Saturday, August 14, 2010

Julia Child's Poulet Poele a l'Estragon (Casserole-Roasted Chicken with Tarragon)

I can't believe it's been a whole year since my last blog about this topic, but it's time again to honor the birthday of on of my chef heroes, Julia Child. Her birthday is August 15th, and just as last year I decided to make something special in her memory. Last year I made her savory mustard marinade for chicken and pork, done with loin chops. This year I decided to go a little more extravagant with a full-on roasted chicken. This chicken is special, because it features an herb that quite honestly seems to be overlooked quite often. The herb is tarragon, which has a fresh anise flavor. The method of cooking this chicken is unique because you first brown it on all sides, then roast it along with vegetables sauteed in the chicken drippings. This helps the skin from looking too flabby once cooked in the casserole. I couldn't help but feel a distinct French vibe as I the fragrance of the chicken, tarragon, and vegetables filled my kitchen. And yes, I did roast a chicken on a 97 degree day. It may be crazy, but anything for a good meal, right?

I even took an extra trip to go to a local butcher's shop to buy fresh, local chicken instead of just getting one from the supermarket. I felt that Julia would appreciate this extra step...

I didn't do anything too involved to truss the chicken (ie: chicken bondage to help it cook more evenly). After the cavity of the chicken was filled, I just used some cotton butcher's string and criss-crossed the legs. I also wrapped the string around the legs around the tail nub, then finished with bow. Sometimes chickens have the tails removed or are really small, so you can't always do this. I also pulled the wing in the opposite direction so they held tight across the back. I don't think it's necessary to do any involved trussing because the casserole method pretty much ensures even cooking. I do want to comment that you should be sure to use cotton butcher's string. You don't want to use some questionable string and end up having melted plastic in your food a la Bridget Jones's Diary, where she used blue plastic string and ended up with blue soup!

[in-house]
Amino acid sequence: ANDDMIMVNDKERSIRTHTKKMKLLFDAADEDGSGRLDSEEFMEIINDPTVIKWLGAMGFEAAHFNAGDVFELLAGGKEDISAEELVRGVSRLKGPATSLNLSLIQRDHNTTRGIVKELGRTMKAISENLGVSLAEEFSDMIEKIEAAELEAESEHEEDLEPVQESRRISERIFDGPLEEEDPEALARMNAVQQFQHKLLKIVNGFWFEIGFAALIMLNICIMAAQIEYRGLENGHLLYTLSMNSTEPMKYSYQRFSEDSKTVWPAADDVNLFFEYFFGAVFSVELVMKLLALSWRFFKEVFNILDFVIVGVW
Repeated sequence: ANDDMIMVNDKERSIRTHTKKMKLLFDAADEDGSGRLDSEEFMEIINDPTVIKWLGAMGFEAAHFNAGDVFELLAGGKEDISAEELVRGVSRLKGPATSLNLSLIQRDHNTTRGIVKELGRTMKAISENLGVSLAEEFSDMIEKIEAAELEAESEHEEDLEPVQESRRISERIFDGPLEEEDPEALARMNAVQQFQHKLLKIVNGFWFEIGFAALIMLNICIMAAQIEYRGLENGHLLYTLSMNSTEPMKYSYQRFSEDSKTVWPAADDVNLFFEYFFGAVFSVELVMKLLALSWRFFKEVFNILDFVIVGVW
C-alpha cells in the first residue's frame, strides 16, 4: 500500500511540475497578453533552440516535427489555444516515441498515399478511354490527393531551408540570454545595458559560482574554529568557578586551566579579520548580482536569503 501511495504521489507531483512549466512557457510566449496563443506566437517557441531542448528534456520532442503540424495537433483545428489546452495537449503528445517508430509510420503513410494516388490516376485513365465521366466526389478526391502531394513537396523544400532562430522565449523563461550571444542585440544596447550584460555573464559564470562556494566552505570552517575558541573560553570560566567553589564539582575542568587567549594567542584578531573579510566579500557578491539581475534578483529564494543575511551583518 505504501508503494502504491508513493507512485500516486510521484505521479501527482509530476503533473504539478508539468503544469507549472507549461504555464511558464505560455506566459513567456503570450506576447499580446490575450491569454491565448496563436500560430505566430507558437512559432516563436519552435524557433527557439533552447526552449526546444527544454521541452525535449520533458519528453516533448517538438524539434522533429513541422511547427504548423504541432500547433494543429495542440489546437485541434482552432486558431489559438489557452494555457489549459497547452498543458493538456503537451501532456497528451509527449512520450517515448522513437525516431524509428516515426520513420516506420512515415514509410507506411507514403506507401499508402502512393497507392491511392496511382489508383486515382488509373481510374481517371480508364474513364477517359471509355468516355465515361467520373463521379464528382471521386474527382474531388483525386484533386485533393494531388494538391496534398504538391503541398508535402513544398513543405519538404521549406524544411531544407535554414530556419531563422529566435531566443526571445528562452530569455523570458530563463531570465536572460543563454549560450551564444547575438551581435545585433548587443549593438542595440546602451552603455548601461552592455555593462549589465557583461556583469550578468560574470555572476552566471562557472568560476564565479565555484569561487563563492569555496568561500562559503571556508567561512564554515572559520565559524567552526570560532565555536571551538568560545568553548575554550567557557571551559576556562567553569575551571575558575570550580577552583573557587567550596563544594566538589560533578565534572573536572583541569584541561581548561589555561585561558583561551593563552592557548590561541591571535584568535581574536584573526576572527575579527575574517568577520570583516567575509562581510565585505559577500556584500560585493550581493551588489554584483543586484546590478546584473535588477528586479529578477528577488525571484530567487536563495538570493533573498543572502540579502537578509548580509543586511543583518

Another thing to note is that I in no way needed all the oil and butter recommended in the recipe. I'm sure Julia would disagree with me, but I regulated the temperature while browning the chicken well enough that I didn't need to use more butter when browning the vegetables.

*Be sure to save the chicken bones after the chicken is cooked. I save several chicken's worth of bones in zip-lock bags that I store in the freezer to make broth. Also, do you see all those amazing juices from the chicken and vegetables mingling with the melted butter? Save those for your broth, use them for a sauce, or serve them as jus with the sliced chicken! Those pan drippings are full of flavor!

Edit: please check out the food blog Champaign Taste for a view of other great Julia Child recipes contributed by other food bloggers in CT's 5th Annual Julia Child Birthday Celebration!

Julia Child's Poulet Poele a l'Estragon (Casserole-Roasted Chicken with Tarragon)
Printable Recipe

1 3-lb roasting chicken
7 tbsp butter (I only used a scant 3), divided
1 tbsp extra virgin olive oil
1 tsp dried tarragon, or 8 fresh springs, divided
3/4 tsp salt, divided
pinch black pepper
1/2 cup sliced onions
1/4 cup sliced carrots

1. Preheat oven to 325 degrees F.
2. Add one of the tbsp of butter into the cavity of the chicken, then sprinkle in 1/4 tsp salt, some pepper, and 1/2 tsp tarragon. Truss the chicken.
3. Heat 2 tbsp of the butter and the oil in the casserole dish over medium heat. Add the chicken and brown on all sides; regulate the temperature so that the butter doesn't brown too much. Set the browned chicken aside.
4. Add the vegetables to the chicken drippings and butter mixture. If the butter became too browned, drain the grease away and add the 2 tbsp fresh butter, then add the vegetables. Sweat the vegetables over low heat with the remaining tarragon, 1/4 tsp salt, and some pepper.
5. Set the chicken breast-side up on top of the cooked vegetables, then sprinkle with the remaining salt and pepper and dot with the remaining butter.
6. Roast for 1 hour and 10-to-20 minutes until the chicken is opaque and the juices run clear.

  • Servings per recipe: 6
  • Per serving:
  • Calories: 495
  • Fat: 23.4 g
  • Saturated fat: 8.4 g
  • Cholesterol: 217 mg
  • Sodium: 530 mg
  • Carbohydrates: 1.4 g
  • Sugar: 0.6 g
  • Protein: 65.8 g

7 comments:

  1. Looks like you did Julia proud, the roast chicken looks amazing.

    I love that scene in Bridget Jones Diary!

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  2. This is wonderful, Cassandra. Thanks so much for joining in on the celebration again this year!

    I really love the flavor of tarragon, and I can just about smell that lovely chicken roasting.

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  3. And -- my little roundup post went up just now . . . thanks again!

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  4. Very nice! Tarragon has indeed a lovely flavor.

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  5. The sign of a true chef, roasting a chicken in Georgia on a 97 degree day, way to go Chow Bella, look fabulous!!! Mina

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  6. We love Julia! Your chicken looks great!
    LL

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  7. I adore this dish - and have a tarragon bush. You are reminding me to make it. Yours is picture-perfect delicious. Julia smiled.

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